Apple Hardware Devices As iTunes Sales Conduits
I’ve mentioned this concept in a few recent AFB posts and elaborated on the topic at Eventide.
It’s in follow-up to the discussion in this AFB topic about the pricing of Apple’s much-rumored tablet device.
I see Apple moderating the price of the forthcoming tablet to gain a competitive advantage (the more attractively priced the product the higher the barrier to competitive entry) and to feed a fast-growing segment of Apple’s revenue mix - iTunes Store sales.
In the case of the forthcoming tablet, I’m suggesting the product will be attractively priced (well under $1,000) to drive device sales, provide yet another iPhone OS-enabled device in the marketplace and thus increase recurring revenue from iTunes Store sales including music, movies, apps, content subscription services, etc.
I see iTunes Store sales as an increasingly important source of recurring revenue for Apple and a means to further build out the iPhone OS eco-system consisting of Apple, app developers, commercial content owners, etc.
I see an attractively priced product to attract customers, provide yet another avenue for high margin AppleCare sales and to boost the number of iPhone OS-enabled devices in the marketplace.
I see rising iTunes Store sales as a “sleeper” revenue source mostly now overlooked but a revenue category that will increasingly grow in importance for Apple as the company purposely designs its products to be not only highly functional digital devices, but highly effective and efficient conduits for iTunes Store sales.
A lesson can be learned from moderating prices on the MacBook Pro line and the pricing on the new iMac line. Attractive pricing sells units and unit sales can be gained not so much by drastically reducing margins but by moderating margins and retail prices at the start of the product cycle, allowing for slight gains in margins as manufacturing economies eventually come into to play and unit sales rise.
iTunes Store sales growth could add well over $1 billion to Apple’s revenue results this fiscal year. I think the revenue generated by iTunes and the competitive advantage it creates is overlooked in the discussion of Apple hardware products.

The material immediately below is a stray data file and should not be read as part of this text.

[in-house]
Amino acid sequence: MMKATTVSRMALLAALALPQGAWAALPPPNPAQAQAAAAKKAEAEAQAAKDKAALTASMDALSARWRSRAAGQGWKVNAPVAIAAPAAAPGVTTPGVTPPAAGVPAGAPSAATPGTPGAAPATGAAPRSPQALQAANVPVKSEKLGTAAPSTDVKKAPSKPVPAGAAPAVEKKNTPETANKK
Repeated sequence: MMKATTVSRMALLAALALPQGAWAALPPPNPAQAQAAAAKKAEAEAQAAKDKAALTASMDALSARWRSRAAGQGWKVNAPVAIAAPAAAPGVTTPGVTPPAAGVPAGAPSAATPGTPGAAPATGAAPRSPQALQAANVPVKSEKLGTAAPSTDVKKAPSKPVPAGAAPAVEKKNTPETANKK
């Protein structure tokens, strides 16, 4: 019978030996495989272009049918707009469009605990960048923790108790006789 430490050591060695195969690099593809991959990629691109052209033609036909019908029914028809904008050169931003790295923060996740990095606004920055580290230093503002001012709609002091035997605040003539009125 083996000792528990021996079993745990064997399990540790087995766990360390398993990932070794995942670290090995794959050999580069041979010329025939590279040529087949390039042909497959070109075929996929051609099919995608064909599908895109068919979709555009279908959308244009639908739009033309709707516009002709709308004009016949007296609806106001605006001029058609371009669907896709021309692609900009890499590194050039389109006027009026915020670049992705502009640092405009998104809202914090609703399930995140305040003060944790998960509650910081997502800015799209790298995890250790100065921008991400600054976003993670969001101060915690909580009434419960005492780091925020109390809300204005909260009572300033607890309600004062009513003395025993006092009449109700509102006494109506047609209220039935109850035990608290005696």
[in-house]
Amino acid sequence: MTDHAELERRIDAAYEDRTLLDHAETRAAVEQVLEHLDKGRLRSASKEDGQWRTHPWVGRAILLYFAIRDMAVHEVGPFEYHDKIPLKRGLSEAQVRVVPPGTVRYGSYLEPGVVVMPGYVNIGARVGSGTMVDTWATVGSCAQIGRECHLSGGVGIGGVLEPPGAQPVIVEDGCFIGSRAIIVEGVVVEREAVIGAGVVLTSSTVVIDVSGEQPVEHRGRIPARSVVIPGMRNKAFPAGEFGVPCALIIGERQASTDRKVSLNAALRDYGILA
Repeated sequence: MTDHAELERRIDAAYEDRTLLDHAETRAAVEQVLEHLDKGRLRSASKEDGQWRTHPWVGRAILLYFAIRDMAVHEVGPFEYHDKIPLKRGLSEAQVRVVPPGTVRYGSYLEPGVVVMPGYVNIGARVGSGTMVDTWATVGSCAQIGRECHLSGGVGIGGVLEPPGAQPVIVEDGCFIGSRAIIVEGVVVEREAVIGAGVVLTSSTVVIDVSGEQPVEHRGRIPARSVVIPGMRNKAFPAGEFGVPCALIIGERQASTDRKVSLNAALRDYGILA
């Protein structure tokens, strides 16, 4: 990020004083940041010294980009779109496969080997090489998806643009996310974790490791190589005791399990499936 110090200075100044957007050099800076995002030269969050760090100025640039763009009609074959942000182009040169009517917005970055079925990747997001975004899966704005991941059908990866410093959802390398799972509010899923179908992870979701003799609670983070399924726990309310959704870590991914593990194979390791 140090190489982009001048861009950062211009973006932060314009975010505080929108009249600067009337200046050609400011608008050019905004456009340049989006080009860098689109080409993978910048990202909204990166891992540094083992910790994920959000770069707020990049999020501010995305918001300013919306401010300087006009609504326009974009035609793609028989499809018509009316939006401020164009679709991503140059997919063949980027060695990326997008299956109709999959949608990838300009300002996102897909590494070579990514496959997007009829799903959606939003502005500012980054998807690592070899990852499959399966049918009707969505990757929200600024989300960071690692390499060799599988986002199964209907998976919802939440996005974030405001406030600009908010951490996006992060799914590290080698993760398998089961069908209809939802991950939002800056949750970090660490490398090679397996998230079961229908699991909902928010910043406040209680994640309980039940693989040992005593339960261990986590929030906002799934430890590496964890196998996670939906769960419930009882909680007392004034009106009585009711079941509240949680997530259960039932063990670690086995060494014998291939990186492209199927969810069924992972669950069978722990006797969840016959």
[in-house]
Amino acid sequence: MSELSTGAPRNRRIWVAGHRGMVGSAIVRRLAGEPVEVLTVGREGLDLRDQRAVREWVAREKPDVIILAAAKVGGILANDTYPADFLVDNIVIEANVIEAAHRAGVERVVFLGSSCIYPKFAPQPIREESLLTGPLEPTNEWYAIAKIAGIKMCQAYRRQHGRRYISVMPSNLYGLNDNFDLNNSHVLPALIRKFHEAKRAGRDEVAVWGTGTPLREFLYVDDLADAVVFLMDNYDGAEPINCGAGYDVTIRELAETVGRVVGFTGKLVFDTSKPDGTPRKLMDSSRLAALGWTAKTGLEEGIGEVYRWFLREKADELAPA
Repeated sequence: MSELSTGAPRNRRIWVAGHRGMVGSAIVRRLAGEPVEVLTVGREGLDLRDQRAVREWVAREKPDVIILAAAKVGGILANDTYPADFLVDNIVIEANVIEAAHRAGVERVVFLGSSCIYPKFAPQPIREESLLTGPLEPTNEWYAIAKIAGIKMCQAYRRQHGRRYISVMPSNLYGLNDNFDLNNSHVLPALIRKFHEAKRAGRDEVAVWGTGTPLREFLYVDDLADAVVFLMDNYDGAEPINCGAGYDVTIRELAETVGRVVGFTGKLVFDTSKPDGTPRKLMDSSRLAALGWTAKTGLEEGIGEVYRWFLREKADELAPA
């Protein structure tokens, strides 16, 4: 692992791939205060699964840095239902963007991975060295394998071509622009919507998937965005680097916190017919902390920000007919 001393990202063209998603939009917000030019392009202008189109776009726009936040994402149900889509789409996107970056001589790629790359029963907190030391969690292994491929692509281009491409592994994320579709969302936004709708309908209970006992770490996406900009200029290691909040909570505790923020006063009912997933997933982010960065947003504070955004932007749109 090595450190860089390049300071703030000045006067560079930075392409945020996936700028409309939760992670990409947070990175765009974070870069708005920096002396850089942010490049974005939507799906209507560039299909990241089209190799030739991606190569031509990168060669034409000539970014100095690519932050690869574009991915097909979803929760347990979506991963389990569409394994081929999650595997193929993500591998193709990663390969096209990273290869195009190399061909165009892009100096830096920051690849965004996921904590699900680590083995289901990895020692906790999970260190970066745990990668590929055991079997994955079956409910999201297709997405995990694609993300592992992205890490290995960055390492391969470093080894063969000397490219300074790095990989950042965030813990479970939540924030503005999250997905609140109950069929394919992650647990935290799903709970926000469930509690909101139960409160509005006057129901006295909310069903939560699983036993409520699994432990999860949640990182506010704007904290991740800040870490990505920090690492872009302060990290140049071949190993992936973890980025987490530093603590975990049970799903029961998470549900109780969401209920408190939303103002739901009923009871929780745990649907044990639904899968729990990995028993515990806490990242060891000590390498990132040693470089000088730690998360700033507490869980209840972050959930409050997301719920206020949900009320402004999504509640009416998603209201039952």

I agree that Itunes is a definitely a big part of Apple’s growth. The 70/30 mix gives Apple a part of a bunch of micro-payments. Andy Hargreaves did an analysis back in 2007 based on itunes music, but the percentages are probably in range for itunes wether we are buying Apps, Music, Movies or Books.
Hargreaves calculated the network fees at $0.05 per song, which includes the delivery fee, and the hardware and software to facilitate delivery. “Operating expenses are likely less than $0.05 per song, based on the relatively small number of employees we believe work on iTunes,” he wrote.
Then, of course, there’s the transaction fee—or royalty paid to credit card companies each time a sale is processed—which Hargreaves argues is “the primary reason iTunes profitability has not been higher historically.” However, he notes hat Apple has recently adopted a number of measures to limit those fees, such as managing a weekly sweep of its credit card transactions, broadly distributing gift cards, and by encouraging larger transactions
If we fast forward to 2010 the number of micro-payments has skyrocketed which should have allowed Apple to improve their Operating Margin a couple percent. My guess 12% a nice bit of profit which will continue to grow as we move to a digital delivery mode for more content. Apple has become a huge player for digital content and will replace brick and mortar stores for the content they provide digitally.
Edible Apple had an article on why Apple’s App store is more successful then other competitors.
The biggest hurdle when it comes to online sales is getting a consumer to hand over their credit card information. Once that?s out of the way, one-click purchasing provides a seamless way for consumers to access content without conjuring up any feelings of intrusion, while also greasing the wheels for inevitable and important impulse buys. And because Apple has millions upon millions of customers with credit cards already linked up to their iTunes accounts, it?s been able to sidestep an issue that other mobile software stores have to contend with.
Every step between a click and the checkout page simply provides users with another opportunity to second guess their purchase and decide not to pull the trigger. That being the case, developers need to look beyond the sheer number of apps between competing app stores and also take into consideration which app store tends to attract customers more willing and more likely to part ways with their hard-earned cash. ?App developers, seeing that the paying Android customer base is much smaller and less spendy than its iPhone counterpart,? Boutin writes, ?don?t rush to build an Android version of their app.?